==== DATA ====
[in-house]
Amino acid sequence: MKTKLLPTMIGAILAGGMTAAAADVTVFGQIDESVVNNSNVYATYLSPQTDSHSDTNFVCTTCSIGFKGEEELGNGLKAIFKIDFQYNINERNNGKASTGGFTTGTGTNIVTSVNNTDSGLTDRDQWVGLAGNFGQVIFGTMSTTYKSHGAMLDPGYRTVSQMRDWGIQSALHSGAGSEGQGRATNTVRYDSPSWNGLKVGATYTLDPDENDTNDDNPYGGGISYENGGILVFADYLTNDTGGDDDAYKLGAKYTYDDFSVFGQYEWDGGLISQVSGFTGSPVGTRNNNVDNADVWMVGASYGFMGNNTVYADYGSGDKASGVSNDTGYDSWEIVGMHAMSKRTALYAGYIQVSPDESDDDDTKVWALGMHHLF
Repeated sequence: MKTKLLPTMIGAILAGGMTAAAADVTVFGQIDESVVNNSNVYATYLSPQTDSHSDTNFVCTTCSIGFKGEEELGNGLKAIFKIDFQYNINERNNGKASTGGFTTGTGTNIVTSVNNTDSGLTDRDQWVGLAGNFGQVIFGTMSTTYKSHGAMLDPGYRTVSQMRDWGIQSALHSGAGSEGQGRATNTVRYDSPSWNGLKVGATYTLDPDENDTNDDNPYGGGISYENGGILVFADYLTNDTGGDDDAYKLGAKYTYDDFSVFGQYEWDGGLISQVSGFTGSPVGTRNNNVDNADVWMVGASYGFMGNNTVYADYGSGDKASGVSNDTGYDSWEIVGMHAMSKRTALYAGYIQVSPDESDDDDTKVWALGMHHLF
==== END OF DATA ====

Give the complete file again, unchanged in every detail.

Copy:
[in-house]
Amino acid sequence: MKTKLLPTMIGAILAGGMTAAAADVTVFGQIDESVVNNSNVYATYLSPQTDSHSDTNFVCTTCSIGFKGEEELGNGLKAIFKIDFQYNINERNNGKASTGGFTTGTGTNIVTSVNNTDSGLTDRDQWVGLAGNFGQVIFGTMSTTYKSHGAMLDPGYRTVSQMRDWGIQSALHSGAGSEGQGRATNTVRYDSPSWNGLKVGATYTLDPDENDTNDDNPYGGGISYENGGILVFADYLTNDTGGDDDAYKLGAKYTYDDFSVFGQYEWDGGLISQVSGFTGSPVGTRNNNVDNADVWMVGASYGFMGNNTVYADYGSGDKASGVSNDTGYDSWEIVGMHAMSKRTALYAGYIQVSPDESDDDDTKVWALGMHHLF
Repeated sequence: MKTKLLPTMIGAILAGGMTAAAADVTVFGQIDESVVNNSNVYATYLSPQTDSHSDTNFVCTTCSIGFKGEEELGNGLKAIFKIDFQYNINERNNGKASTGGFTTGTGTNIVTSVNNTDSGLTDRDQWVGLAGNFGQVIFGTMSTTYKSHGAMLDPGYRTVSQMRDWGIQSALHSGAGSEGQGRATNTVRYDSPSWNGLKVGATYTLDPDENDTNDDNPYGGGISYENGGILVFADYLTNDTGGDDDAYKLGAKYTYDDFSVFGQYEWDGGLISQVSGFTGSPVGTRNNNVDNADVWMVGASYGFMGNNTVYADYGSGDKASGVSNDTGYDSWEIVGMHAMSKRTALYAGYIQVSPDESDDDDTKVWALGMHHLF